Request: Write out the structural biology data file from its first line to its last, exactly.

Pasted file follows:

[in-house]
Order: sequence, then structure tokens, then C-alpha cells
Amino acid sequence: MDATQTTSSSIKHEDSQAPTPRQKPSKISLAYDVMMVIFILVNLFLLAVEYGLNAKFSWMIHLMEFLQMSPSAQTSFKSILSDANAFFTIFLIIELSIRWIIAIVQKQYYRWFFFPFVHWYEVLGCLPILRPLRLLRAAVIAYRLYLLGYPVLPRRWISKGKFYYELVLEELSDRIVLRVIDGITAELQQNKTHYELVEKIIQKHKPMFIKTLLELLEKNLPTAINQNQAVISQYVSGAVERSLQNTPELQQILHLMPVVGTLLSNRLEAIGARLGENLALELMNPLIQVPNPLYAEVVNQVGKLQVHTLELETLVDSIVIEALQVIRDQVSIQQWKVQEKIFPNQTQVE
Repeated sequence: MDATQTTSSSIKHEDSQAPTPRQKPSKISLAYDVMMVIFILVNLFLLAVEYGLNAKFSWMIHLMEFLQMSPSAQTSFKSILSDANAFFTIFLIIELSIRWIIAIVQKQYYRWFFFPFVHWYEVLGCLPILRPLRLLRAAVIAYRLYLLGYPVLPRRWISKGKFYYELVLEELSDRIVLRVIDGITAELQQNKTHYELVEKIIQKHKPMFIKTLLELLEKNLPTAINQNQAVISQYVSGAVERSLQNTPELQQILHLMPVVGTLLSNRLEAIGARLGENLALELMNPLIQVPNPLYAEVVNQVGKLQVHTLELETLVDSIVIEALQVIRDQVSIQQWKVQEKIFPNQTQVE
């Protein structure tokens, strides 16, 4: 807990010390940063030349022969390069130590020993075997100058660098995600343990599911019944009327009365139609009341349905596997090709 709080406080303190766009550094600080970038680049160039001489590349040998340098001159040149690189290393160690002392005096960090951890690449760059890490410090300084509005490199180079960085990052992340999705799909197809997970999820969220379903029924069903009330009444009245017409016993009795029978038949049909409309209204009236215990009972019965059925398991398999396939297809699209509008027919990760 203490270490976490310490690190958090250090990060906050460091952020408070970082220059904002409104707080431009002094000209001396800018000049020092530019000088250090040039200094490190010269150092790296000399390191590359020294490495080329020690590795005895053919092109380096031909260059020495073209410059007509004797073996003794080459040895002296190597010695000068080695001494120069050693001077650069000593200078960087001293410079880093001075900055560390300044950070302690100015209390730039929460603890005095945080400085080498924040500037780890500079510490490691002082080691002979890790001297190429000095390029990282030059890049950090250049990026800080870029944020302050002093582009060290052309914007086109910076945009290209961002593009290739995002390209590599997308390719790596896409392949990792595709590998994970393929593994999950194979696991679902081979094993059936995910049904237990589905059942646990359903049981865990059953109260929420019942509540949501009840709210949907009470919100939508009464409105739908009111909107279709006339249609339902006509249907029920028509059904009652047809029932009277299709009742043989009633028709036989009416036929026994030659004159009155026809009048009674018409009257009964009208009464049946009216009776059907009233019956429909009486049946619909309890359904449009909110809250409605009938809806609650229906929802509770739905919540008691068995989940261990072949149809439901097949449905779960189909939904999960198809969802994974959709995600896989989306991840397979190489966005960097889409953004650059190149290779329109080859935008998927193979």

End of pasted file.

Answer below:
[in-house]
Order: sequence, then structure tokens, then C-alpha cells
Amino acid sequence: MDATQTTSSSIKHEDSQAPTPRQKPSKISLAYDVMMVIFILVNLFLLAVEYGLNAKFSWMIHLMEFLQMSPSAQTSFKSILSDANAFFTIFLIIELSIRWIIAIVQKQYYRWFFFPFVHWYEVLGCLPILRPLRLLRAAVIAYRLYLLGYPVLPRRWISKGKFYYELVLEELSDRIVLRVIDGITAELQQNKTHYELVEKIIQKHKPMFIKTLLELLEKNLPTAINQNQAVISQYVSGAVERSLQNTPELQQILHLMPVVGTLLSNRLEAIGARLGENLALELMNPLIQVPNPLYAEVVNQVGKLQVHTLELETLVDSIVIEALQVIRDQVSIQQWKVQEKIFPNQTQVE
Repeated sequence: MDATQTTSSSIKHEDSQAPTPRQKPSKISLAYDVMMVIFILVNLFLLAVEYGLNAKFSWMIHLMEFLQMSPSAQTSFKSILSDANAFFTIFLIIELSIRWIIAIVQKQYYRWFFFPFVHWYEVLGCLPILRPLRLLRAAVIAYRLYLLGYPVLPRRWISKGKFYYELVLEELSDRIVLRVIDGITAELQQNKTHYELVEKIIQKHKPMFIKTLLELLEKNLPTAINQNQAVISQYVSGAVERSLQNTPELQQILHLMPVVGTLLSNRLEAIGARLGENLALELMNPLIQVPNPLYAEVVNQVGKLQVHTLELETLVDSIVIEALQVIRDQVSIQQWKVQEKIFPNQTQVE
């Protein structure tokens, strides 16, 4: 807990010390940063030349022969390069130590020993075997100058660098995600343990599911019944009327009365139609009341349905596997090709 709080406080303190766009550094600080970038680049160039001489590349040998340098001159040149690189290393160690002392005096960090951890690449760059890490410090300084509005490199180079960085990052992340999705799909197809997970999820969220379903029924069903009330009444009245017409016993009795029978038949049909409309209204009236215990009972019965059925398991398999396939297809699209509008027919990760 203490270490976490310490690190958090250090990060906050460091952020408070970082220059904002409104707080431009002094000209001396800018000049020092530019000088250090040039200094490190010269150092790296000399390191590359020294490495080329020690590795005895053919092109380096031909260059020495073209410059007509004797073996003794080459040895002296190597010695000068080695001494120069050693001077650069000593200078960087001293410079880093001075900055560390300044950070302690100015209390730039929460603890005095945080400085080498924040500037780890500079510490490691002082080691002979890790001297190429000095390029990282030059890049950090250049990026800080870029944020302050002093582009060290052309914007086109910076945009290209961002593009290739995002390209590599997308390719790596896409392949990792595709590998994970393929593994999950194979696991679902081979094993059936995910049904237990589905059942646990359903049981865990059953109260929420019942509540949501009840709210949907009470919100939508009464409105739908009111909107279709006339249609339902006509249907029920028509059904009652047809029932009277299709009742043989009633028709036989009416036929026994030659004159009155026809009048009674018409009257009964009208009464049946009216009776059907009233019956429909009486049946619909309890359904449009909110809250409605009938809806609650229906929802509770739905919540008691068995989940261990072949149809439901097949449905779960189909939904999960198809969802994974959709995600896989989306991840397979190489966005960097889409953004650059190149290779329109080859935008998927193979």